dc.description.naturepostprint
 
dc.identifier.citationResearch Report, n. 17, p. 1-17 [How to Cite?]
 
dc.identifier.urihttp://hdl.handle.net/10722/60981
 
dc.language.isoeng
 
dc.publisherUniversity of Hong Kong. Dept. of Statistics.
 
dc.rightsAuthor holds the copyright
 
dc.rightsCreative Commons: Attribution 3.0 Hong Kong License
 
dc.subjectOrdering probabilities
 
dc.subjectRunning time distributions
 
dc.subjectHorse races
 
dc.titleA comparison between two models for predicting ordering probabilities in multi-entry competitions
 
dc.typeArticle
 
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<item><contributor.author>Lo, VSY</contributor.author>
<contributor.author>Bacon-Shone, J</contributor.author>
<date.accessioned>2010-06-02T04:42:15Z</date.accessioned>
<date.available>2010-06-02T04:42:15Z</date.available>
<date.issued>1992-06</date.issued>
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<description.abstract>To predict ordering probabilities of a multi-entry comlpetition (e.g. horse race), two models have been proposed. Harville (1973) proposed a simple and convenient model that people can easily use in practice. Henery (1981) proposed a more sophisticated model but it has no closed form solution. In this paper, we empirically compare the two models using a series of logit models applied to horse-racing data. In horse-racing, many previous studies claimed that the win bet fraction is a reasonable estimate of the winning probability. To consider more complicated bet types (e.g. exacta, place &amp; show), ordering probabilities (e.g. P(horse i wins and horse j finishes second)) are required. The Harville and Henery model assume different running time distribution and produce different sets of ordering probabilities. This paper illustrates that the&quot; Harville model is not always as good as the Henery model in predicting ordering probabilities. The theoretical result concludes that if the running time of every horse is normally distributed, the probabilities produced by the Harville model have a systematic bias for the extreme cases (the strongest and weakest horses). We concentrate on horse-racing case but the methodology can he applied to other multi-entry competitions.</description.abstract>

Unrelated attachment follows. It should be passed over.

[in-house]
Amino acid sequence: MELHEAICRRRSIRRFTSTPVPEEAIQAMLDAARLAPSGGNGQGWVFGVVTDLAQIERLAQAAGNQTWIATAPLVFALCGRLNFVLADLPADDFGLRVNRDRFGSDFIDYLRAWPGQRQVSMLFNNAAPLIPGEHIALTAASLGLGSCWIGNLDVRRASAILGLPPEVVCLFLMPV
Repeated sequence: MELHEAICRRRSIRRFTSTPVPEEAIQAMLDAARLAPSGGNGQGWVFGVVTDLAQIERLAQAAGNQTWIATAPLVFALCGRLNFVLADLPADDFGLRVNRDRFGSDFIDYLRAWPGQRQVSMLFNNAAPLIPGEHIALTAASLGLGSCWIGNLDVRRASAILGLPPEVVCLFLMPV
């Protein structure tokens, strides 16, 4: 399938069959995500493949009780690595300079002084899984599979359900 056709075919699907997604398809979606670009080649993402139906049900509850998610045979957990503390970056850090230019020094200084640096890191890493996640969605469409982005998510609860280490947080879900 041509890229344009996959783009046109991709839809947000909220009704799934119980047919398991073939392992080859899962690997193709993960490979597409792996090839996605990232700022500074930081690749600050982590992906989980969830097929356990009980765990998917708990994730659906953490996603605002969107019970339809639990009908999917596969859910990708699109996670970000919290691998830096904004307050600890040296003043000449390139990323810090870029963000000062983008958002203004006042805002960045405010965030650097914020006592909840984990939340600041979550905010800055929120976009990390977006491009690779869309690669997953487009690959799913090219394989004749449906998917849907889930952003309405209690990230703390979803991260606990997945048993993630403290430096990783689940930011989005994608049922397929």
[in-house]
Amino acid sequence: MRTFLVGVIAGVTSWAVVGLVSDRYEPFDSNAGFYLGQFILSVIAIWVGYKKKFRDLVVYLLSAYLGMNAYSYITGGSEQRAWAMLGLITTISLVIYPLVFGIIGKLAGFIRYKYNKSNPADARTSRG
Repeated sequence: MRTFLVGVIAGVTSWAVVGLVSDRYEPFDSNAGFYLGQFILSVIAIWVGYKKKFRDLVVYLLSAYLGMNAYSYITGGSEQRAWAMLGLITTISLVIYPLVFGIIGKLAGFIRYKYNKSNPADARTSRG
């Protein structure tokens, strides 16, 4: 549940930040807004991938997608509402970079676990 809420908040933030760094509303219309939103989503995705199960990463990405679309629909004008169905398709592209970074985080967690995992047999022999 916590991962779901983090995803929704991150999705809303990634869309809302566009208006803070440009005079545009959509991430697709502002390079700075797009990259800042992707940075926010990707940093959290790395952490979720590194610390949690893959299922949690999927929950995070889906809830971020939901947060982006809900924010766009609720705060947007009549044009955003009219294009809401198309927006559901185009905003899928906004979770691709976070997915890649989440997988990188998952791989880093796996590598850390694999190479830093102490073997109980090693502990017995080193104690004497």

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<rights>Creative Commons: Attribution 3.0 Hong Kong License</rights>
<subject>Ordering probabilities</subject>
<subject>Running time distributions</subject>
<subject>Horse races</subject>
<title>A comparison between two models for predicting ordering probabilities in multi-entry competitions</title>